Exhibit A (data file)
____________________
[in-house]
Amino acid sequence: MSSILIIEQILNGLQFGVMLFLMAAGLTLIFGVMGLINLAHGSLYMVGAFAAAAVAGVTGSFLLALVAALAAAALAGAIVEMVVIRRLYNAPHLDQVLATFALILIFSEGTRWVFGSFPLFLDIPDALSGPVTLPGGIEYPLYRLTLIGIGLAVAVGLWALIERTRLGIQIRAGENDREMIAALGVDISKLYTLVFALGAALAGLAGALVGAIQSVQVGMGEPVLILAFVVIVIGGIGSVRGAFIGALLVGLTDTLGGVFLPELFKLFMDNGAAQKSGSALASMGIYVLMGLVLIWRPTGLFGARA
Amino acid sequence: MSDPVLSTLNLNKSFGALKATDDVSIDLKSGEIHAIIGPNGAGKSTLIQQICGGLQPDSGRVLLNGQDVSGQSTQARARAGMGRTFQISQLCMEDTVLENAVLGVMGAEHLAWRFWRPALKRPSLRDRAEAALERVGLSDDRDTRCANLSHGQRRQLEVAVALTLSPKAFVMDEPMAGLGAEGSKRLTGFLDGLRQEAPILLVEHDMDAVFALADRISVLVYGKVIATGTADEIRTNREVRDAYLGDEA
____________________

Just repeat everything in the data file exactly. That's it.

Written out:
[in-house]
Amino acid sequence: MSSILIIEQILNGLQFGVMLFLMAAGLTLIFGVMGLINLAHGSLYMVGAFAAAAVAGVTGSFLLALVAALAAAALAGAIVEMVVIRRLYNAPHLDQVLATFALILIFSEGTRWVFGSFPLFLDIPDALSGPVTLPGGIEYPLYRLTLIGIGLAVAVGLWALIERTRLGIQIRAGENDREMIAALGVDISKLYTLVFALGAALAGLAGALVGAIQSVQVGMGEPVLILAFVVIVIGGIGSVRGAFIGALLVGLTDTLGGVFLPELFKLFMDNGAAQKSGSALASMGIYVLMGLVLIWRPTGLFGARA
Amino acid sequence: MSDPVLSTLNLNKSFGALKATDDVSIDLKSGEIHAIIGPNGAGKSTLIQQICGGLQPDSGRVLLNGQDVSGQSTQARARAGMGRTFQISQLCMEDTVLENAVLGVMGAEHLAWRFWRPALKRPSLRDRAEAALERVGLSDDRDTRCANLSHGQRRQLEVAVALTLSPKAFVMDEPMAGLGAEGSKRLTGFLDGLRQEAPILLVEHDMDAVFALADRISVLVYGKVIATGTADEIRTNREVRDAYLGDEA